A trap intended for the bear that was seen wandering through the Stanley Hotel last month and has since been involved in multiple other incidents has been removed after it caught another bear instead, according to Colorado Parks and Wildlife.
The Stanley Hotel bear was going to be euthanized, CPW spokesperson Jason Clay said. The bear that was trapped late Thursday night has since been re-located and hazed to deter it from returning to the Estes Park area again.
CPW has since removed the trap. The Stanley Hotel, meanwhile, has been cited for trash problems due to its repeat bear visitor, and staff received training on how to get wildlife away from and out of the hotel.
The Stanley Hotel bear has had 12 known encounters with humans since it was caught on camera wandering around the Stanley on Aug. 23, according to Clay.
Two days later, Clay said an Estes Park police officer tried to haze the bear at an area south of the hotel. The next day, it went into the “lodge building” and headed up an exterior staircase and into the third floor hallway.
On Sept. 1, Clay said the bear got into two unsecured trash cans in Estes Park, and a wildlife officer had to chase it away.
Then, on Sept. 14, the bear came within 50 yards of a tour group.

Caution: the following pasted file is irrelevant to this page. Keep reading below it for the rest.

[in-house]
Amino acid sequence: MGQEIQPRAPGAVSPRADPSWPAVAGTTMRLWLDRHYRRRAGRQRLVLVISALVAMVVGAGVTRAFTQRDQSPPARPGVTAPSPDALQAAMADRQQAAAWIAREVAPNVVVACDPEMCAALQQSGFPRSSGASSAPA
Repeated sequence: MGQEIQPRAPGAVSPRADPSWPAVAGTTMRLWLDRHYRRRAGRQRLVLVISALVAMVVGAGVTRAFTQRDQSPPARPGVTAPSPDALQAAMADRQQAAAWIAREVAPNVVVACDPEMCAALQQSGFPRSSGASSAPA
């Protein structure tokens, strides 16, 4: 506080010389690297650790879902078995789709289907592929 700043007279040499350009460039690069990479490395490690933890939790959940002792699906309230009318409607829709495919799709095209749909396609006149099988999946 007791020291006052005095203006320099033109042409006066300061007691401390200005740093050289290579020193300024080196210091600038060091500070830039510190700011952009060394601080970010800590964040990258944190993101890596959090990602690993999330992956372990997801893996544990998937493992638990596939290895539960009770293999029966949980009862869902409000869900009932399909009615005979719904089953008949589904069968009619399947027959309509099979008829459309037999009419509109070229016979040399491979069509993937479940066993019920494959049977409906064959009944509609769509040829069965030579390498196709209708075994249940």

Two days after that, Clay said the bear came back to the Stanley, and got into cupcakes and other food that were left in the lobby and ballroom. The animal barricaded itself inside, and police officers ultimately had to lure it out with cupcakes.
That same day, a Stanley Hotel employee found the bear and started banging on the lid of a trash can to drive it away. The animal didn’t react, so the employee threw the lid at the bear and it charged, according to Clay.
Later, in the employee dorm house, a man laying on the couch watching TV heard sniffing behind him and thought it was someone’s dog, Clay said. It wasn’t: It was the bear, which brushed the back of his head, prompting the man to turn around and scream. The animal ran outside and stopped on the other side of the road.
And then, early the next morning, Clay said the bear knocked over a grease bin at the hotel and ripped up walk-in freezing siding. When a wildlife officer spotted the bear, it didn’t react to being hazed.
On Sept. 20, Clay said the bear knocked over a trash can at the hotel and officers hazed it with a rubber shot.
Four days later though, the bear came back and got into a food hot box left outside from a banquet. Clay said the bear got to snack on chicken and lamb.
Then, a few minutes later, Clay said the bear broke into the hotel owner’s condo after the window was left cracked open and got into the kitchen trash.
Clay said the owner was able to scare the bear out of the window.
A video of the bear wandering through the Stanley has been viewed millions of times. The Stanley, which is around five miles from the entrance to Rocky Mountain National Park, is famous for inspiring "The Shining" as well as reports of paranormal activity.